From: Seaborne, Andy <andy.seaborne@hp.com>

Date: Thu, 16 Jun 2005 12:15:33 +0100

Message-ID: <42B15F55.6030208@hp.com>

To: Dan Connolly <connolly@w3.org>

CC: RDF Data Access Working Group <public-rdf-dawg@w3.org>

Date: Thu, 16 Jun 2005 12:15:33 +0100

Message-ID: <42B15F55.6030208@hp.com>

To: Dan Connolly <connolly@w3.org>

CC: RDF Data Access Working Group <public-rdf-dawg@w3.org>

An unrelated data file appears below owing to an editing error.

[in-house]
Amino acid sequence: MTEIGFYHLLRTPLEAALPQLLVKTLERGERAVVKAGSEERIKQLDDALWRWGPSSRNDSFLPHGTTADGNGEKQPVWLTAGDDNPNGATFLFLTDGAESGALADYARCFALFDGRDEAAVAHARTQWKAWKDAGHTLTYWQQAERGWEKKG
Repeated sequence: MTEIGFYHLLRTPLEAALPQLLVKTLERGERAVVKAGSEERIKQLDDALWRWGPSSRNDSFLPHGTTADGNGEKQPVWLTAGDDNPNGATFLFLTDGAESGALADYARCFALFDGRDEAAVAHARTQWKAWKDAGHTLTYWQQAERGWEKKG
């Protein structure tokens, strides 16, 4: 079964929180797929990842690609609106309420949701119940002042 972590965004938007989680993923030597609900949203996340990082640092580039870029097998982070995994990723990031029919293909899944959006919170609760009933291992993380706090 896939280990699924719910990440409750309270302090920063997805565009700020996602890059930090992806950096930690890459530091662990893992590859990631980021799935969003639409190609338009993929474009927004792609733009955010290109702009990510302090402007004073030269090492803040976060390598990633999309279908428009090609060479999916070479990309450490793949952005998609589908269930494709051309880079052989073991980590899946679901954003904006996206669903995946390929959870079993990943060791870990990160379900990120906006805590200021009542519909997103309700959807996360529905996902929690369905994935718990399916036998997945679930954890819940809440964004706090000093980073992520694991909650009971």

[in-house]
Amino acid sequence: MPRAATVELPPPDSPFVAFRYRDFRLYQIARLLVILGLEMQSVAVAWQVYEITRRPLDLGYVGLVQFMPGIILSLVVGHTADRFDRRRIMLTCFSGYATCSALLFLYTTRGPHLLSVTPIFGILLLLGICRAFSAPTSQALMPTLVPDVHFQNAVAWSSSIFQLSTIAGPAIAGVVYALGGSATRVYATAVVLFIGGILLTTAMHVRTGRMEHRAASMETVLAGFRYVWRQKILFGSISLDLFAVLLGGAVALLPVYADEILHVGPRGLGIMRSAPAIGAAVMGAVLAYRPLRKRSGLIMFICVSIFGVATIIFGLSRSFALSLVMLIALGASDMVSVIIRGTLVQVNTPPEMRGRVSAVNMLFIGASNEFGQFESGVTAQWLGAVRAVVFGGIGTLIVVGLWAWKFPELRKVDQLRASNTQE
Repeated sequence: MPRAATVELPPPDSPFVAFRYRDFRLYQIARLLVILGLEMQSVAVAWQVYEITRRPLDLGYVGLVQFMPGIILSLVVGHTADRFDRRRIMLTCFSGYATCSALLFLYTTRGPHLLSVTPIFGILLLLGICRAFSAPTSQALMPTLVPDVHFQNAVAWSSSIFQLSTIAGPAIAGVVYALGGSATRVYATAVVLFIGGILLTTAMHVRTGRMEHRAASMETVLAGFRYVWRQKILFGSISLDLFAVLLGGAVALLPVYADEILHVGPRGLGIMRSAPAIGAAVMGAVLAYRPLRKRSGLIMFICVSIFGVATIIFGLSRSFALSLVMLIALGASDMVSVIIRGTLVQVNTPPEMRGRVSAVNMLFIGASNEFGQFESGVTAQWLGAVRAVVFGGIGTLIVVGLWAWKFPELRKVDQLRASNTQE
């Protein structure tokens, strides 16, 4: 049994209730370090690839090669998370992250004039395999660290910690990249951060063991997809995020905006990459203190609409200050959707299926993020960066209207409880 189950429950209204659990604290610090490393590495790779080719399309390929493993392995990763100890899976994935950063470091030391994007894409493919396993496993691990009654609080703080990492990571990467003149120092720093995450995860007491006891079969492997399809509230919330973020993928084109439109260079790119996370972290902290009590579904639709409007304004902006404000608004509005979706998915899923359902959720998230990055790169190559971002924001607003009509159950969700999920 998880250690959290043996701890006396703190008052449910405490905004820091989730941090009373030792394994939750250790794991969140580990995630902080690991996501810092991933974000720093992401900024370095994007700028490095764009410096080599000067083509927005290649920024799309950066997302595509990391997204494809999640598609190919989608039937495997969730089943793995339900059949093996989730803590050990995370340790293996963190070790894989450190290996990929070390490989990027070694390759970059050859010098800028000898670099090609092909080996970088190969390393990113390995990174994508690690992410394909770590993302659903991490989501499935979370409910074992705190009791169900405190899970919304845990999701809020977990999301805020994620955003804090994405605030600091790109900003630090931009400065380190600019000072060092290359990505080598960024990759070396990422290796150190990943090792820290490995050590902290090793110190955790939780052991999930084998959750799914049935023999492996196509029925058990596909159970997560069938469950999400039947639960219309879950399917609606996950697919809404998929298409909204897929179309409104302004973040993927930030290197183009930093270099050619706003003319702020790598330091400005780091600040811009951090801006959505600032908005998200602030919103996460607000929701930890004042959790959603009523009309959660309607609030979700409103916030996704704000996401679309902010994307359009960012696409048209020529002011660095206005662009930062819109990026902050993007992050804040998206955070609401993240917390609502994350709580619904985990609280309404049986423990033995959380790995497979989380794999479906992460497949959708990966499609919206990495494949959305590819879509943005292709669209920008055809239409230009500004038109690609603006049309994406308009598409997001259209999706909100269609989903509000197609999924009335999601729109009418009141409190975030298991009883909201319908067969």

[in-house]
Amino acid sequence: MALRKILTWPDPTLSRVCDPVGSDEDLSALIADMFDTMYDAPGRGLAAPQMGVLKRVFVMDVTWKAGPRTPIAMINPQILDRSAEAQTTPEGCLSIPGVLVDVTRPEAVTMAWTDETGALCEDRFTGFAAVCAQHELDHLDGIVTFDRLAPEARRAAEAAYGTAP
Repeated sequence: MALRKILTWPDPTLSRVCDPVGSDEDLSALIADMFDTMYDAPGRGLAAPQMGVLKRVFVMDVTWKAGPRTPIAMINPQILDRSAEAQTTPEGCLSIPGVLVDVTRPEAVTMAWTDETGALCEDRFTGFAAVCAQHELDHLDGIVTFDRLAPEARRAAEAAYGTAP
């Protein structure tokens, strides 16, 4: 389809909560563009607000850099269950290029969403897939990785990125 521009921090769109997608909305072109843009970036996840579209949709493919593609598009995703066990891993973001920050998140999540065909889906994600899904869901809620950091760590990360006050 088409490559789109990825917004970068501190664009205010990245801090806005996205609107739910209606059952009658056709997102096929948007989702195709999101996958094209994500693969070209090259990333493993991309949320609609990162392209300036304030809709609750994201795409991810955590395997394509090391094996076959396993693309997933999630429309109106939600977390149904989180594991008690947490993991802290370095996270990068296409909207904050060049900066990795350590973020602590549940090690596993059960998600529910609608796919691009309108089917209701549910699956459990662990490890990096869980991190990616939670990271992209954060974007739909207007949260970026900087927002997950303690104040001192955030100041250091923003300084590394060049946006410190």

Dan Connolly wrote: > Picking up a thread from weeks ago... > > On Thu, 2005-05-19 at 11:43 +0100, Seaborne, Andy wrote: > [... see www-archive for the rest...] > >>>Suggest rather adding >>>Constraint Pattern above and: >>> >>>Definition: Value Constraint >>> >>>A Value Constraint is a boolean-valued expression of variables >>>and RDF Terms. >>> >>>Definition: Constraint Pattern >>> >>>A Constraint Pattern is a pair of a Value Constraint >>>and a Graph Pattern. S is a solution for a Constraint >>>Pattern (C, GP) iff C(S) is true and S is a solution for GP. >> >>Hmm ... thinks ... >> >>How about defining a value constraint C as accepting S if C(S) is true? > > > I was thinking that constraints worked kinda like GRAPH > in the abstract syntax: there's a whole tree of pattern-foo > below them; all that gets evaluated, and for any solutions that > make it out of there, they get checked against the constraint. > > But re-reading your message about the abstract syntax > in sparqlx.rnc ... > http://lists.w3.org/Archives/Public/public-rdf-dawg/2005JanMar/0473.html > > I see a possibility that constraints are always leaves > in the abstract syntax, i.e. they never dominate another > graph pattern. I guess I can see how that works. > Can you confirm that this is what you've got in mind? Constraints are "matched" (a bad word) like any pattern - with the solution needing to make the thing thing true. For patterns that means "match", coming down to the basic graph pattern being a subgraph of the target graph. For constraints, it comes down to evaluating the expression and seeing if it evaluates to (Effective Boolean Value) true. EBV: http://www.w3.org/2001/sw/DataAccess/rq23/#ebv Constraints can't have other pattern inside/below them. They are expressions in the structure of F&O. But constriants do occur in groups along side the other patterns. In a group, all the group elements have to "pass" a solution for the groiup to match a solution. Andy > > > >>---- >>Definition: Value Constraint >> >>A Value Constraint is a boolean-valued expression of variables >>and RDF Terms. >> >>For constriant C, a solution S matches C is C(S) is true. >>---- >> >>The problem is that we have used the term "matches" - a solution causes a >>pattern to match and it's a bit odd using "match" but using the same work seems >>better. >> >>Tieing to a pattern does not work out completely: >> >>Example 1: >> >>SELECT WHERE >>{ >> ?x rdf:type :foo >> :y :q ?v >> { ?x :p ?v } UNION { FILTER ?v < 3 } >>} >> >>either the triple { ?x :p ?v } is in the graph or the filter is true. >> >>Example 2: >> >>SELECT * WHERE { >> { ?x :p ?v } >> { FILTER ?v < 3 } >>} >> >>where the FILTER is in a group of one, no pattern in the group. >> >>Otherwise, it might be better to have a grammar to require FILTER to be >>associated with a pattern of some kind. Something like: >> >> pattern constraint* >> >>[unchecked if that grammar change works] >> >>but now we have order in the query and this is syntactically illegal: >> >>SELECT * WHERE { >> FILTER ?v < 3 >> ?x :p ?v >>} >> >>and the UNION example also fails. >> >>Our filters are not quite general patterns: >> 1/ Evaluation is according to XPath/XQuery F&O rules >> 2/ May be n-ary >> >>you don't write binary operators as >> (?x 3) math:lessMath ?result >>which is what it woudl be for the generalization to n-ary >> >>Constraints may be implemented as graph patterns - but they may not. > > [...] >Received on Thursday, 16 June 2005 11:15:42 UTC

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